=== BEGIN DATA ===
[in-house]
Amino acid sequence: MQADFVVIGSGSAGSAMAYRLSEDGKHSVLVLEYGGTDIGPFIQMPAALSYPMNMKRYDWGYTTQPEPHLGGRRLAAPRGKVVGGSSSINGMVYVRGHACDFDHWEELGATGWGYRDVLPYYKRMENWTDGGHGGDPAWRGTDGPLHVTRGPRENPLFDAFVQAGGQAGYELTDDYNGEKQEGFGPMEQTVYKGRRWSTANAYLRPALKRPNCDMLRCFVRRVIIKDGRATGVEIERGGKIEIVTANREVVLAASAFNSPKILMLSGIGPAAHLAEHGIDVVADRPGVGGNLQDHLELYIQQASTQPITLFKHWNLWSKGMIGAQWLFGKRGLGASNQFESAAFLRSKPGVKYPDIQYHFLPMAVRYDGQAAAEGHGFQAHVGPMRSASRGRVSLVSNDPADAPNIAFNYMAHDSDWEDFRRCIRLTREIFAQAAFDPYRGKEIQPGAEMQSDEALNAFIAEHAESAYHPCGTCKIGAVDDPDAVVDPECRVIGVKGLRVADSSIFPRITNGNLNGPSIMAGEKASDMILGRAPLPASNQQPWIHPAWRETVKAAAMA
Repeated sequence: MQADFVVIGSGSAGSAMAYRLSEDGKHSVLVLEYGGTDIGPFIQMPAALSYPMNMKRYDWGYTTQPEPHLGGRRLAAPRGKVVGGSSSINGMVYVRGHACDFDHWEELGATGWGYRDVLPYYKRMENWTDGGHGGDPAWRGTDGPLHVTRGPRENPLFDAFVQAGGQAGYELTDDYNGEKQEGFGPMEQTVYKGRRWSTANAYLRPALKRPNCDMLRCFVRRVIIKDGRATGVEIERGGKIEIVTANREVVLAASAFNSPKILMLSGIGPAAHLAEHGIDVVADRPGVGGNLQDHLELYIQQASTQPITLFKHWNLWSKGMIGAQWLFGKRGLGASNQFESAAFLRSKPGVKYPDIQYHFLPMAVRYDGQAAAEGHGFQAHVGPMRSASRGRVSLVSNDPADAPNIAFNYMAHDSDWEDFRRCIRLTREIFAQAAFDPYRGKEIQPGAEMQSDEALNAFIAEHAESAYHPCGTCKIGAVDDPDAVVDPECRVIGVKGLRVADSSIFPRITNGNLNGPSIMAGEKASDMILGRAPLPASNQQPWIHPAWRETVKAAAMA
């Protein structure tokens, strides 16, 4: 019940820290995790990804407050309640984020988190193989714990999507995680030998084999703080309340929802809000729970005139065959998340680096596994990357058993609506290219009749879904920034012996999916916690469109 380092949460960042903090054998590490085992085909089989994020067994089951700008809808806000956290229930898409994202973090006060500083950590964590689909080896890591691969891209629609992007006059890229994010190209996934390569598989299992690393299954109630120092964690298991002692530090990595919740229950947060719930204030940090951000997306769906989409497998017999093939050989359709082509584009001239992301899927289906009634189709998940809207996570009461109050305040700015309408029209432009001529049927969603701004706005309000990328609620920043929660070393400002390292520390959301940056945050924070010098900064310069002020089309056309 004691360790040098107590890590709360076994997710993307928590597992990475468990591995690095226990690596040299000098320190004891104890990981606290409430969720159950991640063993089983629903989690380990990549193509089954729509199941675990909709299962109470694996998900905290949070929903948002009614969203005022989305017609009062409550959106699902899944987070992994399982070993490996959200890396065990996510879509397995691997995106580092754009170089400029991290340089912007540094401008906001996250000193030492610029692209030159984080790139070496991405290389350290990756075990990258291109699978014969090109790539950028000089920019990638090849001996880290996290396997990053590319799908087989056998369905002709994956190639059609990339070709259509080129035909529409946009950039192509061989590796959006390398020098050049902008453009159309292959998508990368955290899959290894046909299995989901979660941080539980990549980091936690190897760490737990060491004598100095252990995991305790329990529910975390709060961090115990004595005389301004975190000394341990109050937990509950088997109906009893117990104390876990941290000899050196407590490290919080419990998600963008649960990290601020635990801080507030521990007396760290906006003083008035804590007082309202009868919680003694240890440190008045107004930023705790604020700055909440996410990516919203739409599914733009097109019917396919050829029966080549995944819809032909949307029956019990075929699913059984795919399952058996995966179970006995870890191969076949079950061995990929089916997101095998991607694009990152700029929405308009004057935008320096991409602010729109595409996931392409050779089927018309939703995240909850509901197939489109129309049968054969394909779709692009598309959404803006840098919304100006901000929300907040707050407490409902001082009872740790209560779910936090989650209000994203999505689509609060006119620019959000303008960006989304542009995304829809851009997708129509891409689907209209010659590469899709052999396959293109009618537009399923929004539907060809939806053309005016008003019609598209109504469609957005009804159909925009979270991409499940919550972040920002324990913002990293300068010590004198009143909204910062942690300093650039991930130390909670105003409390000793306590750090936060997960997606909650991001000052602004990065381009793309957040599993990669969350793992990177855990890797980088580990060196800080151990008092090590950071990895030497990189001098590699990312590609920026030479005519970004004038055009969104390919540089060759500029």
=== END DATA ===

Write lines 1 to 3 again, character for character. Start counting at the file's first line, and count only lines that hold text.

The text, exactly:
[in-house]
Amino acid sequence: MQADFVVIGSGSAGSAMAYRLSEDGKHSVLVLEYGGTDIGPFIQMPAALSYPMNMKRYDWGYTTQPEPHLGGRRLAAPRGKVVGGSSSINGMVYVRGHACDFDHWEELGATGWGYRDVLPYYKRMENWTDGGHGGDPAWRGTDGPLHVTRGPRENPLFDAFVQAGGQAGYELTDDYNGEKQEGFGPMEQTVYKGRRWSTANAYLRPALKRPNCDMLRCFVRRVIIKDGRATGVEIERGGKIEIVTANREVVLAASAFNSPKILMLSGIGPAAHLAEHGIDVVADRPGVGGNLQDHLELYIQQASTQPITLFKHWNLWSKGMIGAQWLFGKRGLGASNQFESAAFLRSKPGVKYPDIQYHFLPMAVRYDGQAAAEGHGFQAHVGPMRSASRGRVSLVSNDPADAPNIAFNYMAHDSDWEDFRRCIRLTREIFAQAAFDPYRGKEIQPGAEMQSDEALNAFIAEHAESAYHPCGTCKIGAVDDPDAVVDPECRVIGVKGLRVADSSIFPRITNGNLNGPSIMAGEKASDMILGRAPLPASNQQPWIHPAWRETVKAAAMA
Repeated sequence: MQADFVVIGSGSAGSAMAYRLSEDGKHSVLVLEYGGTDIGPFIQMPAALSYPMNMKRYDWGYTTQPEPHLGGRRLAAPRGKVVGGSSSINGMVYVRGHACDFDHWEELGATGWGYRDVLPYYKRMENWTDGGHGGDPAWRGTDGPLHVTRGPRENPLFDAFVQAGGQAGYELTDDYNGEKQEGFGPMEQTVYKGRRWSTANAYLRPALKRPNCDMLRCFVRRVIIKDGRATGVEIERGGKIEIVTANREVVLAASAFNSPKILMLSGIGPAAHLAEHGIDVVADRPGVGGNLQDHLELYIQQASTQPITLFKHWNLWSKGMIGAQWLFGKRGLGASNQFESAAFLRSKPGVKYPDIQYHFLPMAVRYDGQAAAEGHGFQAHVGPMRSASRGRVSLVSNDPADAPNIAFNYMAHDSDWEDFRRCIRLTREIFAQAAFDPYRGKEIQPGAEMQSDEALNAFIAEHAESAYHPCGTCKIGAVDDPDAVVDPECRVIGVKGLRVADSSIFPRITNGNLNGPSIMAGEKASDMILGRAPLPASNQQPWIHPAWRETVKAAAMA